- This recipe features the flavorful grains of farro that are dry, uncooked, and cooked for 2-3 minutes under medium heat to toast the farro. This will add an extra layer of nutty flavor to the dish.
- Immediately after toasting, add about 3 cups of water to the pot, or enough to cover the farro by a few inches. Stir in 1/8 tsp of salt along with the water. Place a lid over the pot and turn the heat up to medium-high, and allow the water to boil for about 10 minutes.
- In order to solve this problem, the water should be brought to a boil and then let simmer for 20-30 minutes. After the water has come to a boil, turn the heat down to low, let the farro simmer for 20-30 minutes, and then test the tenderness for 20 minutes. If you would like your farro to be more tender, let it simmer less. If you would like it to be softer, let it simmer longer.
- Immediately drain the excess water that has formed over the cooked farro. You can then use the farro in a recipe, or chill it at this point to use at another time.
Serving: 1 cup ・ Calories: 176 kcal ・ Carbohydrates: 39 g ・ Protein: 5 g ・ Fat: 1 g ・ Sodium: 86 mg ・ Fiber: 8 g
The nutritional values shown here are only estimates. Please see our nutrition disclaimer.
Cooking Farro – Step by Step Photos
The uncooked farro looks very much like this picture. You can tell that this is “semi-pearled” farro as you can see some brown bran on it, and in some areas you can see that it has been polished through to the starchy white center.
In order for the semi-pearled farro to become tender, it usually needs to be simmered for 20-30 minutes. Ultimately, how much bran has to be removed will determine how long it takes to cook it.
Step 1: Toast the Farro
There is no need to do this step, but it will give your farro a nutty flavor that you probably don’t get doing it any other way.
Put the dry farro in a pot and cook over medium heat, stirring regularly, for 2-3 minutes. You should get a nice toasty aroma, similar to what bread smells like in the toaster. Once you get that smell, you are done.
Step 2: Simmer Farro
It is very important that you add just enough water to the farro once it has been toasted, as well as a pinch of salt to the pot once the farro is cooked.
I cooked one cup of farro and added 3 cups of water and about 1/8 tablespoon of salt. You want to make sure the pot is hot from toasting the farro, so it will come to a boil quickly.
After the farro has boiled, cover it with a lid, turn down the heat, and simmer it for 20-30 minutes, or until it has reached the tenderness of the farro.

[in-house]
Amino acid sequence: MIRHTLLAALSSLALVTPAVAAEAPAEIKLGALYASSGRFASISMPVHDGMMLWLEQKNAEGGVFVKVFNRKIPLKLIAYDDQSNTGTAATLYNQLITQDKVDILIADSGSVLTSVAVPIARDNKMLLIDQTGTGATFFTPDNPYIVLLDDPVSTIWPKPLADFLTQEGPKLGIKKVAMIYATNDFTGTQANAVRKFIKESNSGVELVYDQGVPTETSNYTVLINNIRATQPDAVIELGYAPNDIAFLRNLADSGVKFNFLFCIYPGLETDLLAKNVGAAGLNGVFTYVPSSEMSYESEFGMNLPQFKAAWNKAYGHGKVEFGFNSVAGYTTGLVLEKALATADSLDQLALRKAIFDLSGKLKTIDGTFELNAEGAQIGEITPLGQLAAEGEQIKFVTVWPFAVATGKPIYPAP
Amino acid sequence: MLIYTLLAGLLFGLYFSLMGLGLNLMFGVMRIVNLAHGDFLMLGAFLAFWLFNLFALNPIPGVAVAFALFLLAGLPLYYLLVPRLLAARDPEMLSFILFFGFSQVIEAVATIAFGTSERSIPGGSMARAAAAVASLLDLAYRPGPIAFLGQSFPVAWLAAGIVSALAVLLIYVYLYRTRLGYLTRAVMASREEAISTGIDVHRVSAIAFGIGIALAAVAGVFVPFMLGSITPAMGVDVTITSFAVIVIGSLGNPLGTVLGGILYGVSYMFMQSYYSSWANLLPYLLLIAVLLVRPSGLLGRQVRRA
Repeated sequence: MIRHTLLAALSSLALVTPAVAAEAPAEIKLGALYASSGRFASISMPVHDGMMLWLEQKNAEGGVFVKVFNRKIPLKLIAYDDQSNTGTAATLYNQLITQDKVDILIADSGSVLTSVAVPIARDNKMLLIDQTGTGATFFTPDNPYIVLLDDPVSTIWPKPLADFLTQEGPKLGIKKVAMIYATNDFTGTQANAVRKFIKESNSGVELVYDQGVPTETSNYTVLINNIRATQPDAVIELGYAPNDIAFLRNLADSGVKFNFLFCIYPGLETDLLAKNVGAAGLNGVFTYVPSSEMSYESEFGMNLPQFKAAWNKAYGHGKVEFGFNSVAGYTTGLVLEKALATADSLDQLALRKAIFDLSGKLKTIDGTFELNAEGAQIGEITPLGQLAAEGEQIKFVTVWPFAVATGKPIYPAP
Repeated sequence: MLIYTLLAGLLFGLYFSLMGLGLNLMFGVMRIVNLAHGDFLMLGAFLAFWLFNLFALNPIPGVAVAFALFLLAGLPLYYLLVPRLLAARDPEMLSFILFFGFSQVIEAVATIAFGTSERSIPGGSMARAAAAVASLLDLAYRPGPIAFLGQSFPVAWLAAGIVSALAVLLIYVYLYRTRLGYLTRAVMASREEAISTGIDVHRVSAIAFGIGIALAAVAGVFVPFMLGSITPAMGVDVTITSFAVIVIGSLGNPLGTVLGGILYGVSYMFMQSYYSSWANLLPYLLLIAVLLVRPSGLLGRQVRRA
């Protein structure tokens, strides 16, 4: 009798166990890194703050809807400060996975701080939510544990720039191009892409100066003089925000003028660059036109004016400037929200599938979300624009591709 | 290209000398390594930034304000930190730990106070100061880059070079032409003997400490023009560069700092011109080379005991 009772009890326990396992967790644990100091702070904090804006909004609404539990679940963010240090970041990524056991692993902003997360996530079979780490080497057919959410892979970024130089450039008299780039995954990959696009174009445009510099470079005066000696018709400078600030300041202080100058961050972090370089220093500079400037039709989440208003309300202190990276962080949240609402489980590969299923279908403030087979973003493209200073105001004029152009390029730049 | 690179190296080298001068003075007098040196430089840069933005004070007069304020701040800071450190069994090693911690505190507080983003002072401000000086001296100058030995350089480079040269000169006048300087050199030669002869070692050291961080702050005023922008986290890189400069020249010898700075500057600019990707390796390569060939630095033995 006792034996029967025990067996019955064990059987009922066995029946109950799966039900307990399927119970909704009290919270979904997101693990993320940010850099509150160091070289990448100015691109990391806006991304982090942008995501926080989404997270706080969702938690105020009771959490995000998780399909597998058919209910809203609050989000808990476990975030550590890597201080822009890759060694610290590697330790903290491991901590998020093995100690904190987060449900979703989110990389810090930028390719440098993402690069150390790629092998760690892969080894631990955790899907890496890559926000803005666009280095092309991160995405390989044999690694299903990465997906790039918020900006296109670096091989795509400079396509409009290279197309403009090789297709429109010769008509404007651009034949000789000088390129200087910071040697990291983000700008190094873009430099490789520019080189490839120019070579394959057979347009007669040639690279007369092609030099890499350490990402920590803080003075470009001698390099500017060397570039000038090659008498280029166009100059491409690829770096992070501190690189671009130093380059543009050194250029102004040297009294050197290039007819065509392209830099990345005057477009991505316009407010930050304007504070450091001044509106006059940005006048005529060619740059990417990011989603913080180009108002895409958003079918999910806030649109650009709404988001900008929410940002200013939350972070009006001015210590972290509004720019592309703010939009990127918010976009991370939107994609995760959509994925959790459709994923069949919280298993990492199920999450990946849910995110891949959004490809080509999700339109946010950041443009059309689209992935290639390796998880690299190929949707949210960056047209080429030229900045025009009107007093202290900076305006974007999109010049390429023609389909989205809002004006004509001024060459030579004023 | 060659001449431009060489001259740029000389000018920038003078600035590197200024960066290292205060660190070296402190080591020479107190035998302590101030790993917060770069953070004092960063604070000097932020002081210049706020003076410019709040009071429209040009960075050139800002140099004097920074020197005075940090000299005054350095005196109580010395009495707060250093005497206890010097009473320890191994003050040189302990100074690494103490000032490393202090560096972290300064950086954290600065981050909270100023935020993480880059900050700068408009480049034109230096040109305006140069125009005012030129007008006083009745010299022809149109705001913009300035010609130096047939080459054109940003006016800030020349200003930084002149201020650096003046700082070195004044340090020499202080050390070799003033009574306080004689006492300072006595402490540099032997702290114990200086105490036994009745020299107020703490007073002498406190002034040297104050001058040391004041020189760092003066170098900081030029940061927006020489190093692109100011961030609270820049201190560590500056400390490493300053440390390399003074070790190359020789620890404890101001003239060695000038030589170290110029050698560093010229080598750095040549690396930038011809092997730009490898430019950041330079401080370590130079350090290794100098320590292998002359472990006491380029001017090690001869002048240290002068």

I would recommend you start testing the farro at about 15-20 minutes in order to avoid overcooking it as well as to see where your personal preference lies in the texture.
Step 3: Drain Farro
Farro will soak up a lot of water, but the excess should be drained out of the pot. If you don’t know how to drain off the excess water, you can either use a colander or just tilt the pot while carefully holding the lid to hold the grains in place.
It is important to drain off as much water as possible in order to prevent it from becoming mushy. To fluff up the farro with a spoon, I like to let it cool just slightly before doing so.
Step 4: Eat, Chill, or Freeze
It is now ready to eat, refrigerate, or freeze. If freezing, I recommend letting the farro cool completely in the refrigerator before transferring it to a freezer bag and squeezing out as much air as possible.
Can I Cook Farro in an Instant Pot?
As one of the reasons for purchasing an Instant Pot for Christmas, I was able to cook beans and grains in no time at all.
However, this farro, on the other hand, was cooked on my stovetop in just under 20 minutes.
So, I do not think it was worth using the Instant Pot for this farro. I would definitely have used my Instant Pot if I were to cook whole farro, which would probably take me about one hour to simmer on the stovetop.
Is farro already a part of your meal plan? Please share your favorite ways to eat farro in the comment section below.
This is a delicious recipe for you and your family on the weekend. Apronese hopes you will share more recipes about this Farrro in the comments for everyone to know.